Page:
Imagine being so good at making a product for your own use that the company you work for scraps the version it makes for its employees and buys yours instead.
That, in a nutshell, is how one of the best-known companies in the aviation navigation business got started. It doesn’t hurt the almost mythical quality of the company’s creation story that the business traces its lineage back to the era of barnstormers and biplanes piled heavy with mail sacks and flown by pilots who found their way using road atlases or handmade, pen-and-ink charts.
For 84 years, aviation information solutions company Jeppesen, based in Englewood, Colorado, and a Boeing subsidiary since 2000, has grown from such beginnings. For more than half that time, Ted Thompson, Jeppesen’s corporate technical leader, was a key player steering the company into a digital future.
When Thompson retired last spring, perhaps the most fitting of his tributes was an honorary standard instrument departure chart drawn up for him by his colleagues. The “Call It Good Departure” maps out a route with a “transition to nice long retirement,” and contains a clearance to “maintain lifelong friendships.”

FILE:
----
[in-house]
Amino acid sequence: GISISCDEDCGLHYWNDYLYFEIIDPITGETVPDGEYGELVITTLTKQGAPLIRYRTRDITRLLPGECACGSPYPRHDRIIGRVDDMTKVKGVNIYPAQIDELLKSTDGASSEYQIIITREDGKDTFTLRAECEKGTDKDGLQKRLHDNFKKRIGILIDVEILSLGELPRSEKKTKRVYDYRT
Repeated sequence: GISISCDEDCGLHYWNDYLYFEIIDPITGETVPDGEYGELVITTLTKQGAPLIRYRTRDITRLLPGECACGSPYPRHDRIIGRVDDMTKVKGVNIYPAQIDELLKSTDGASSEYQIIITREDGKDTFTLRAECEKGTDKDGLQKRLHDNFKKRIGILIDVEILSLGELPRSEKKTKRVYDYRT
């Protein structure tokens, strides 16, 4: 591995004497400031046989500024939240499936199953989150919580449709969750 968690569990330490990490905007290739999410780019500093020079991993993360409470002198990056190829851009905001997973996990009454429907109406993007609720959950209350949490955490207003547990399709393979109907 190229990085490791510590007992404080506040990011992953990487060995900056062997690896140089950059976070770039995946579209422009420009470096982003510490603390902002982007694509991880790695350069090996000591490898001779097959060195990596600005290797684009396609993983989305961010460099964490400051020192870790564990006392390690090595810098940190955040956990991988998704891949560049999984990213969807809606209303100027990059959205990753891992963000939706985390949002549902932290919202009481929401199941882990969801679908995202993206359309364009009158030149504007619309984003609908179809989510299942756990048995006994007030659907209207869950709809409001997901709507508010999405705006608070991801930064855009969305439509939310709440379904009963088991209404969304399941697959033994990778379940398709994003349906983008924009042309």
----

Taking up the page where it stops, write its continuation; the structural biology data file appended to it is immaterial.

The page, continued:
Starting out in 1973 as a junior compositor for $2.50 an hour, and honing skills learned from Jeppesen’s original master craftspeople, Thompson completed his career as Jeppesen’s “first-ever and only Corporate Technical Leader for Aeronautical Charts and Displays worldwide.” If you have ever navigated by a “Jepp chart” or Jeppesen database product, Thompson helped you get where you were going safely. His contributions to navigation earned him an AOPA presidential citation, presented to him at his final meeting as a member of the FAA’s Aeronautical Charting Forum, the group that establishes navigation chart specifications.